Sea Cloud Caribbean Cruises
The Caribbean Sea has historically been one of the great sailing geographies of the world. Since Columbus first opened it up to the European world, sailing ships of all builds and riggings have worked the trade winds to sail among the islands and carry bounty back to Europe. Great naval battles were fought over the spattered islands of the West Indies, with each Caribbean island changing dominion numerous times as the pawns of the great European naval powers of France, England, Spain, Holland, and Portugal. Sugar was the oil of the 17th century, and the Caribbean fed the European addiction to sugar like the Middle East feeds the world oil today. Fruit, spice, tobacco, and rubber plantations were developed on the islands, all bound for Europe. All under sail.
The 20th century saw the rise of recreational sailing, and the Caribbean with its hundreds of islands and islets of rich and rhythmic culture became the center for western recreational sailing. The steady and predictable 15 – 20 knot trade winds allowed the amateur sailor to chart a confident course to the next island, which was only a few miles away. Sheltered anchorages allowed sailors to refresh themselves in crystal clear waters, and relax on palm-lined beaches. The Caribbean was a sailor’s paradise.
But the 1980s brought the rise of the large cruise ships, and Caribbean adventure cruises were booming by the 1990s. The incessant growth of the number and size of cruise ships, as well as the now-ubiquitous all-inclusive package-tour and resort hotels, has irreparably changed many of the islands, as cheap cruises to the Caribbean bring thousands of tourists a day to towns that have populations only a fraction of the cruise ship capacity. This has given rise to a resentful class distinction, often along racial lines, that fosters an uneasy tension in the cruise ports that try to give thousands of people a day the dream of being alone on a white sandy beach or under a shady palm tree sipping a tropical drink.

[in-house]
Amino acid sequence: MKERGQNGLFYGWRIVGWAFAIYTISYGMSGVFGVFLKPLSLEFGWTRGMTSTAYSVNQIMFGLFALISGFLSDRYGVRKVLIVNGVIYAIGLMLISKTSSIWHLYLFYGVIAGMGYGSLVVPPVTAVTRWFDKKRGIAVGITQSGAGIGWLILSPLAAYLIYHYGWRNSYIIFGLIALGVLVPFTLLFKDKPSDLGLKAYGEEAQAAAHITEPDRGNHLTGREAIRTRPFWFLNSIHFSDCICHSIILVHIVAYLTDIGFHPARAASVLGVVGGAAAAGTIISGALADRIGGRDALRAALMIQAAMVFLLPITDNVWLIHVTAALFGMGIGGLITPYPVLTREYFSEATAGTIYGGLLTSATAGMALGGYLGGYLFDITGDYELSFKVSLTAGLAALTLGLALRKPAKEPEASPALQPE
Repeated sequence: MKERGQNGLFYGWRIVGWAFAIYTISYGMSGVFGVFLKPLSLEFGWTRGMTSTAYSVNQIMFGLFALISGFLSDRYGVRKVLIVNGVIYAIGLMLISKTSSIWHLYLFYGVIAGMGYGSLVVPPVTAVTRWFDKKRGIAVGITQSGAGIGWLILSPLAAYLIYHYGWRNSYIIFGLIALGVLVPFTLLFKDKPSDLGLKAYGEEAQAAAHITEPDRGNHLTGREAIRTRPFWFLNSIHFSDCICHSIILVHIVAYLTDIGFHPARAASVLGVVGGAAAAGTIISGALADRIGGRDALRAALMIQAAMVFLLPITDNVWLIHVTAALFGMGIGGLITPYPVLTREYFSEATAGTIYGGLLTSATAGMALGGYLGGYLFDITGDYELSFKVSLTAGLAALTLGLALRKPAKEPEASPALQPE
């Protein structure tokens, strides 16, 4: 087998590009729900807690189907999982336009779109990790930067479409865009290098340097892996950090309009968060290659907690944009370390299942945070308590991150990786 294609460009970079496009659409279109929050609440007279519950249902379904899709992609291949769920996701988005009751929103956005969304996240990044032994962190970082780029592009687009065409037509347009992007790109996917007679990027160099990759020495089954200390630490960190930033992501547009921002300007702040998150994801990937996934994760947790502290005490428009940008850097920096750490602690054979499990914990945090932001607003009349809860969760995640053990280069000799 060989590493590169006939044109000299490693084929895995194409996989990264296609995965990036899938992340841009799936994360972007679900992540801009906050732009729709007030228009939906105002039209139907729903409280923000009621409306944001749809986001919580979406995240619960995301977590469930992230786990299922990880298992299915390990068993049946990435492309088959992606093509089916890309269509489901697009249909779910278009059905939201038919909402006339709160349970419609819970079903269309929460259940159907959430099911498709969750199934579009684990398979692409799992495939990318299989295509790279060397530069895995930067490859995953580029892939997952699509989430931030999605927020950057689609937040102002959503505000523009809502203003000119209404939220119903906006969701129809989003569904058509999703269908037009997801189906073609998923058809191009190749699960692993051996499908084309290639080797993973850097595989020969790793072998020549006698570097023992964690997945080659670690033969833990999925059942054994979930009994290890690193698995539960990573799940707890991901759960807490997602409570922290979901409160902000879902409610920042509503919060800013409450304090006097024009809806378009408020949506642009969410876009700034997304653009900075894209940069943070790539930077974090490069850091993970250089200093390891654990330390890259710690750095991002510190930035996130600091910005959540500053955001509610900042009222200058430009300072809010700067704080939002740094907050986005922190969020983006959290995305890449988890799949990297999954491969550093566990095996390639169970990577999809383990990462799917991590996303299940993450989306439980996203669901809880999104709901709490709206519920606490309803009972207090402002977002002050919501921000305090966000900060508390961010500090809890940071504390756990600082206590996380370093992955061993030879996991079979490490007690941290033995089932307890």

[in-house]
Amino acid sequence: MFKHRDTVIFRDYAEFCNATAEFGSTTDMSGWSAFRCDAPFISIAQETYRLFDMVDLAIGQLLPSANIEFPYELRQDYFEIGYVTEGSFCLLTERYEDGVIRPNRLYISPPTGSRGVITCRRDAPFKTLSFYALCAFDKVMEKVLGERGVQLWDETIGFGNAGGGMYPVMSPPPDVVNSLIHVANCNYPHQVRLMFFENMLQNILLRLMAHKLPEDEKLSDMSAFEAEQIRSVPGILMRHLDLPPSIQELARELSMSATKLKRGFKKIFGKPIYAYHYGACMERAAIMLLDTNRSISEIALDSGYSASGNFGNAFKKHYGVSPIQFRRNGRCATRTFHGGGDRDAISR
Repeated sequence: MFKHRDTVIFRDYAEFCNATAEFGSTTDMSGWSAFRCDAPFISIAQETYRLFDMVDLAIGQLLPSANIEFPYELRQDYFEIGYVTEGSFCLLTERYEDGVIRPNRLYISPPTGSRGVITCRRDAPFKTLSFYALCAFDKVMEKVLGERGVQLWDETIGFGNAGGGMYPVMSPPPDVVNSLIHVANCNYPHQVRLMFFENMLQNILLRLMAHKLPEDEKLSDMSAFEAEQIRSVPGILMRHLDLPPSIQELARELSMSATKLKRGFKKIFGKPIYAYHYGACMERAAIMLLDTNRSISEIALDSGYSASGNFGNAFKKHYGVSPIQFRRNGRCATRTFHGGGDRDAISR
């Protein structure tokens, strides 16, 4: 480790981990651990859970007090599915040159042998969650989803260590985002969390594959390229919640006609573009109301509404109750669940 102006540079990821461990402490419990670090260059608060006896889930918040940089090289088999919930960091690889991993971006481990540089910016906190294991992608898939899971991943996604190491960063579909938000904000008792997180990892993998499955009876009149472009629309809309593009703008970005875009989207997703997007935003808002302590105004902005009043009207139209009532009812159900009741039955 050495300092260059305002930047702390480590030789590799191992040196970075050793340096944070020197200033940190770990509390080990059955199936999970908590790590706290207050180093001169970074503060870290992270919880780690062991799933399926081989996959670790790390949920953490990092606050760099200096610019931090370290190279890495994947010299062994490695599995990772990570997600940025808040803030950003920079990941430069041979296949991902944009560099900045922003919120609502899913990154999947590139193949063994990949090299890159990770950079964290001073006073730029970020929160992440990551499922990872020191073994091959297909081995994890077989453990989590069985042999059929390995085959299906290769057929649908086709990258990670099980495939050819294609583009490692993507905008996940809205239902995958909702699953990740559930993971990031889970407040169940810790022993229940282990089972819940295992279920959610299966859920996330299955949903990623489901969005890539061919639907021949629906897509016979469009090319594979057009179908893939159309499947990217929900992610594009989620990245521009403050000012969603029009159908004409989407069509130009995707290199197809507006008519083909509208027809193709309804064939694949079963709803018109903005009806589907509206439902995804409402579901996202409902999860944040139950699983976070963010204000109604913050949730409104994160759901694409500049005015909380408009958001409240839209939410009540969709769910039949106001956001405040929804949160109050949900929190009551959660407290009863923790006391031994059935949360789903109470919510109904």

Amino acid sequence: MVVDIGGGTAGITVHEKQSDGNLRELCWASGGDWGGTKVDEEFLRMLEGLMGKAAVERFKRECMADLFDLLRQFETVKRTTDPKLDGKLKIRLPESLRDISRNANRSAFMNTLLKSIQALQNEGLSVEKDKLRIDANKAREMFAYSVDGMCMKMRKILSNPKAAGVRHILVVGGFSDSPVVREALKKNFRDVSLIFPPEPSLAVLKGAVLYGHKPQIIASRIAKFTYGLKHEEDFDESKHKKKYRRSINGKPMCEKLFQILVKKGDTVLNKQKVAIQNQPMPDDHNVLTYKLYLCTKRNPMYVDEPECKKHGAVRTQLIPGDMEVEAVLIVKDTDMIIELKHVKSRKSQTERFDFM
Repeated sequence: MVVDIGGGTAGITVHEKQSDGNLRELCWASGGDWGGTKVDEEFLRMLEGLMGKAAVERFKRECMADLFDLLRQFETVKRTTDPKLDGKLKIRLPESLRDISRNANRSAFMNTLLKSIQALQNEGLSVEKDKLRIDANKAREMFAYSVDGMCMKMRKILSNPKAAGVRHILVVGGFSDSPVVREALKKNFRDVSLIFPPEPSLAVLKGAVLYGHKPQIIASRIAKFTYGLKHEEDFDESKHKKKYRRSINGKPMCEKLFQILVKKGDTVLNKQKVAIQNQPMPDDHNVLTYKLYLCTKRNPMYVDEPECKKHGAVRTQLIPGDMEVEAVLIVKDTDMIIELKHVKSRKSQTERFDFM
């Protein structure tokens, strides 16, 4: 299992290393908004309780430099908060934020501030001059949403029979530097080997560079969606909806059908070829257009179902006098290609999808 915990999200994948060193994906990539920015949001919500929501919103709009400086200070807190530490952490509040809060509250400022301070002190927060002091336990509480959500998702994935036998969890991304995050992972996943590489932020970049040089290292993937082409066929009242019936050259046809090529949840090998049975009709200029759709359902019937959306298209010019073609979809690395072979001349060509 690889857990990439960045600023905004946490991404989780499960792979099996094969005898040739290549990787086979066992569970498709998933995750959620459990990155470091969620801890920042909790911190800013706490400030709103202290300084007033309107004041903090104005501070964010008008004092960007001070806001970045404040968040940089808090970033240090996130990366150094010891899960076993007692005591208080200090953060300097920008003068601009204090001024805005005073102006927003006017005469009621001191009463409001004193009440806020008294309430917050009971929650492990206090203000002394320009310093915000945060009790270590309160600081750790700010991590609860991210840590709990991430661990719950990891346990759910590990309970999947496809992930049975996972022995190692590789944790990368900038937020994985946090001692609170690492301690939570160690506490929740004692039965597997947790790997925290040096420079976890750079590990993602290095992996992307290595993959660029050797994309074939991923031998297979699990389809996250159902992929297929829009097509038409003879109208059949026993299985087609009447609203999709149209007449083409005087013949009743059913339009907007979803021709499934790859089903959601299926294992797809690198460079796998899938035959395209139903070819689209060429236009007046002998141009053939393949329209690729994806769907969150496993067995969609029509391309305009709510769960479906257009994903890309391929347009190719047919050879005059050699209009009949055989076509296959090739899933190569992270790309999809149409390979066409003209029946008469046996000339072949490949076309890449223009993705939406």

Fortunately cruises to the Caribbean do not have to be aboard large cruise ships, and fortunately there are plenty of small islands that the cruise ships do not reach, and that retain the now-forgotten charm that the Caribbean sailor knows so well. When the legendary sailing yacht Sea Cloud cruises to the Caribbean, with the full glory of its 30 sails on four masts, it charts its course to sail the trade winds as the historical clipper ships did. When Sea Cloud cruises to the Caribbean, it plans its landfalls to smaller yacht harbors that have not been poisoned by the influx of mass tourism and giant cruise ships. A place where sailors still exchange stories of the wind, the sea and the marine life over a cold beer under the shade of a palm thatched cabana bar.
The Sea Cloud, perhaps the most beautiful tall adventure cruise ship on the water today, offers a balance of true square-rig sailing on the trade-winds, with historic and natural landfalls at Caribbean treasures like the rain forest of Dominica’s Fort Cabrits, Saint Lucia’s iconic twin Piton peaks, Fort Napoleon with its ramparts and tropical gardens on the tiny Iles Les Saintes, and the old pirate lair and maritime recluse of Bequia. Swimming, snorkeling, sandy beaches and tropical sunsets complete the scene for this 60-passenger windjammer that is a legendary destination unto itself.
Caribbean adventure cruises do not have to be a cheap mob of overheated tourists descending on desperate ports that try to pawn the same touristic wares as yesterday’s island. When the legendary tall ship Sea Cloud cruises to the Caribbean, you can return to the glory days of sailing, with forts and cannons, square-riggers, pirates, and yo-ho-ho and a bottle of rum, and see that there are still islands where the refreshing and genuinely friendly Caribbean smile welcomes you with a sincere thanks just for weighing anchor and stopping by.
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